12 NOTEWORTHY TAKEAWAYS FROM SESSION ONE:
- Your morning needs, mood, and rituals might be different than your child's. Consider that an opportunity to develop agreements instead of defaulting to (your) dominance.
- Communicate to have a conversation, not to prove your point.
- Resistance is the roadmap. Use your child's pushback to question your stance. What are the unmet needs, and how can you learn more about those?
- Parents don't need to solve all their children's issues. Give them space for their own ideas to develop.
- There is no equality in adult-child relationships, but there can be equity and friendship.
- Remove any assumptions that your child or your parent should know how you feel; express yourself.
- A parent's "why" doesn't mean a child should comply.
- Parents aren't always wrong. Neither are children. Try to approach conflict with curiosity, instead of certainty that there's a right/wrong way to approach the solution.
- Hierarchy exists in parent/child dynamics. Don't try to erase that. Instead, prioritize agency, which does not always dismiss or disregard hierarchy.
- Children can and do develop trust and understanding in their parents' experience and responsibility.
- Determine what respect means to each individual, and work on communicating from that understanding.
- Figuring shit out together is a perfectly valid structure.
12 NOTEWORTHY TAKEAWAYS FROM SESSION TWO:
- When a child trusts themselves, it allows them to constantly develop their discernment skills. Try not to get in the way of self-trust development with well-meaning control tactics.
- Work toward developing a shared understanding of how each member of your household defines trust, equity, and boundaries.
- Boundaries may feel uncomfortable when set by a child for a parent, but they still need to be respected. Communicate your concerns about the boundaries, but honor them anyway.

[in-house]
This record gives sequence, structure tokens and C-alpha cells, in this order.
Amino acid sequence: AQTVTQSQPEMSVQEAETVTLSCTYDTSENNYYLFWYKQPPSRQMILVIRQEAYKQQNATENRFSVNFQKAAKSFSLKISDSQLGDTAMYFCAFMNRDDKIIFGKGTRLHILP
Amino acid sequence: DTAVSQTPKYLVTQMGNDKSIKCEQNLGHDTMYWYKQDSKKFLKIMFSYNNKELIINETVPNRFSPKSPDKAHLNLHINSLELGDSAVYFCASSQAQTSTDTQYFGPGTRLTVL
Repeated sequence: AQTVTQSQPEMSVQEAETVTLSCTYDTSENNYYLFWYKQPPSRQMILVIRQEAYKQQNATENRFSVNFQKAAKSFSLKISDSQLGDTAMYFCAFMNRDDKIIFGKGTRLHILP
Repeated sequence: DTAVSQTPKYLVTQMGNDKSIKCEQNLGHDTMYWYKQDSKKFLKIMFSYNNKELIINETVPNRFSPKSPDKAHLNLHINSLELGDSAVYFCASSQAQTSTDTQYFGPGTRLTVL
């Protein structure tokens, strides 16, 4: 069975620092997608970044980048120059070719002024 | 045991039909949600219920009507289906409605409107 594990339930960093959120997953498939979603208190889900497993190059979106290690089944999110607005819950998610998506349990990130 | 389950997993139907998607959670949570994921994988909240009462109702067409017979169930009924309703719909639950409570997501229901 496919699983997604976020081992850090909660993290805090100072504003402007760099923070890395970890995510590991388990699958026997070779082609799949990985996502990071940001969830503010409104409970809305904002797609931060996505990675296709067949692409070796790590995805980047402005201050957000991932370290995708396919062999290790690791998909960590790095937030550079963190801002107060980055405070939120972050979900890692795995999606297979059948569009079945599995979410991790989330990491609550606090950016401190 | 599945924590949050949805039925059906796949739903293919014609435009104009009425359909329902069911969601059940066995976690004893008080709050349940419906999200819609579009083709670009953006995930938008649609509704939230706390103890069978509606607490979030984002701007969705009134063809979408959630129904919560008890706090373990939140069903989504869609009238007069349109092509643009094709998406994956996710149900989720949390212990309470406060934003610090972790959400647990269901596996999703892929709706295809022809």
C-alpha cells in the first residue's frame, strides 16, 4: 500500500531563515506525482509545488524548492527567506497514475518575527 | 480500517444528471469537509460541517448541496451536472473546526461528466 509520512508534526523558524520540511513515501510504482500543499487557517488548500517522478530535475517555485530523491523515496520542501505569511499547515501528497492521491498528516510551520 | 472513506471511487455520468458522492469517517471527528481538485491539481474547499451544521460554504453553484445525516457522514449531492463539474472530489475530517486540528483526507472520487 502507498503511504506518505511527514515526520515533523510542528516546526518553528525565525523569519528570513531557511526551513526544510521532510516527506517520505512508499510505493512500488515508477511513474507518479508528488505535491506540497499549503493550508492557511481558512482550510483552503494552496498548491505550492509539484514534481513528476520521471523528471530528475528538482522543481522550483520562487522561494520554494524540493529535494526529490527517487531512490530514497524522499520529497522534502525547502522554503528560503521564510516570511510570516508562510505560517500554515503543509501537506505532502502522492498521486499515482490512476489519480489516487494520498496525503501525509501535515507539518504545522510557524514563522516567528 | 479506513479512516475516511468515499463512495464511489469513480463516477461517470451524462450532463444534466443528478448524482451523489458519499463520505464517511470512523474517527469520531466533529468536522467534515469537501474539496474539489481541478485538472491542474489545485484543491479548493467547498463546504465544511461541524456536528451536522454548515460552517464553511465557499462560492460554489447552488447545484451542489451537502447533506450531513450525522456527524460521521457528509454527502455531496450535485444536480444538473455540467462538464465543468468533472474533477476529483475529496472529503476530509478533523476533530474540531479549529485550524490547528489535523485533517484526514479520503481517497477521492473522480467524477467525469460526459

- There will always be exceptions; don't let those exceptions give you permission to disrespect, encroach on boundaries, or employ other tools of oppression.
- Answering questions doesn't define intelligence or competence; let your children know when you don't know something. Say "I don't know."
- Become a better observer. Make less assumptions. Ponder your way toward partnership.
- Pivot instead of reacting without thinking. Respond with questions to learn more, rather than reinforcing your point of view.
- Remember that a child is a complete being. Still developing cognitively (like adults), and should be regarded as a thinking, feeling human being.
- Partnership can start as early as infancy and toddlerhood. Phrases like "that's nothing to cry over," for example, are early ways of undermining children's needs and feelings.
- Just listen. Don't try to fix things so often. Let children be heard without having to defend or perfect their point of view.
- Pay attention to the lens of Right Now, instead of trying to parent past who your child is now, in favor of how you hope they turn out.
- Rigidity of rules is the opposite of helping children cultivate confident autonomy.
""I feel like I've found my PEOPLE!!!! I wasn't able to attend the previous live, but it was SO good! Thank you to Akilah and Marley for that good fresh language to illuminate what the hell we're experiencing at our varying degrees of our deschooling and unschooling. I am so very very grateful for everyone here."
The process of unraveling our own privilege and presuppositions around caring for children is ongoing. It is okay to recognize we have more work to do –and to feel conflicted and unsure about how it will all work out. We are challenging the things we held in our minds as true, getting to know the world without the confines of our unexamined beliefs.
Raising Free People workshop is the space for us to apply decolonization and deschooling to the way we raise and relate to children. And into the way we support children in owning themselves.
This workshop, and this practice, helps adults focus on transitioning from master to partner; embracing collaboration instead of coercion; being willing to listen; embodying compassion as we raise and support confident, happy, community-minded, fully-equipped, liberated people.
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What You Get In This 2019 Version
PURCHASING THIS COURSE GIVES YOU ACCESS TO THE AUDIO-ONLY REPLAYS FROM THE OCT 8TH AND OCT 15TH SESSIONS.
• Two Facilitators
Marley Richards, a brilliant and confident teen unschooler (who also happens to be my daughter :) is collaborating with me this year. If you attended the 2017 workshop, you may remember Marley; click “watch promo” on the 2017 workshop’s page to see Marley explain that version of the workshop.